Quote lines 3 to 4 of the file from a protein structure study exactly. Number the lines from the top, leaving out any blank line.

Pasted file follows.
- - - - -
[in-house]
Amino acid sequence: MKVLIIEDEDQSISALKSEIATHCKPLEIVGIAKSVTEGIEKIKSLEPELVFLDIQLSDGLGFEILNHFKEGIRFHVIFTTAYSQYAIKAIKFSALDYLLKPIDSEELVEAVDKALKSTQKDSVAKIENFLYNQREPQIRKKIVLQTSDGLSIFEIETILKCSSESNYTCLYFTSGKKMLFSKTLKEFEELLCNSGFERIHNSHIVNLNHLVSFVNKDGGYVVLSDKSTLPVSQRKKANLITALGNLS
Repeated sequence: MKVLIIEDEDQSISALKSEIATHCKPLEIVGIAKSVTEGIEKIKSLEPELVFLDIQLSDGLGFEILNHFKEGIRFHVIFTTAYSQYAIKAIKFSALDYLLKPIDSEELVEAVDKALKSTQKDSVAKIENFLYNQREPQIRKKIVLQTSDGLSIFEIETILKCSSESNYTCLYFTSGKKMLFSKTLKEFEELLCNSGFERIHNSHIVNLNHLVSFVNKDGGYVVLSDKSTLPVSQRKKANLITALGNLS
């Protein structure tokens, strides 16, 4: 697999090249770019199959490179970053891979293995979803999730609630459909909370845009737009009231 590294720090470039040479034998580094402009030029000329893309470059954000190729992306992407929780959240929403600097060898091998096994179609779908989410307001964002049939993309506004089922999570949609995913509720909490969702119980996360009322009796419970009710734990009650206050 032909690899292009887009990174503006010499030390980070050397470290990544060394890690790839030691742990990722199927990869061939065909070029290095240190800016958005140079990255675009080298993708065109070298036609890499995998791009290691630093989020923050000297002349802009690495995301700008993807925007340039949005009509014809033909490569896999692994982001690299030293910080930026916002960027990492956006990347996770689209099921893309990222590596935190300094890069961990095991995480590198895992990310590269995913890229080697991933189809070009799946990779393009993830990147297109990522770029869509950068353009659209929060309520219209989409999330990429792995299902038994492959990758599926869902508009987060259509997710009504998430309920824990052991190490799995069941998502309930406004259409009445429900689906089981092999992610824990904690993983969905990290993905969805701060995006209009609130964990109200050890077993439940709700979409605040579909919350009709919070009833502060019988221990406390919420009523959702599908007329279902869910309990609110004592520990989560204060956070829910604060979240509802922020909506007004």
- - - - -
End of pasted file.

Repeated sequence: MKVLIIEDEDQSISALKSEIATHCKPLEIVGIAKSVTEGIEKIKSLEPELVFLDIQLSDGLGFEILNHFKEGIRFHVIFTTAYSQYAIKAIKFSALDYLLKPIDSEELVEAVDKALKSTQKDSVAKIENFLYNQREPQIRKKIVLQTSDGLSIFEIETILKCSSESNYTCLYFTSGKKMLFSKTLKEFEELLCNSGFERIHNSHIVNLNHLVSFVNKDGGYVVLSDKSTLPVSQRKKANLITALGNLS
């Protein structure tokens, strides 16, 4: 697999090249770019199959490179970053891979293995979803999730609630459909909370845009737009009231 590294720090470039040479034998580094402009030029000329893309470059954000190729992306992407929780959240929403600097060898091998096994179609779908989410307001964002049939993309506004089922999570949609995913509720909490969702119980996360009322009796419970009710734990009650206050 032909690899292009887009990174503006010499030390980070050397470290990544060394890690790839030691742990990722199927990869061939065909070029290095240190800016958005140079990255675009080298993708065109070298036609890499995998791009290691630093989020923050000297002349802009690495995301700008993807925007340039949005009509014809033909490569896999692994982001690299030293910080930026916002960027990492956006990347996770689209099921893309990222590596935190300094890069961990095991995480590198895992990310590269995913890229080697991933189809070009799946990779393009993830990147297109990522770029869509950068353009659209929060309520219209989409999330990429792995299902038994492959990758599926869902508009987060259509997710009504998430309920824990052991190490799995069941998502309930406004259409009445429900689906089981092999992610824990904690993983969905990290993905969805701060995006209009609130964990109200050890077993439940709700979409605040579909919350009709919070009833502060019988221990406390919420009523959702599908007329279902869910309990609110004592520990989560204060956070829910604060979240509802922020909506007004």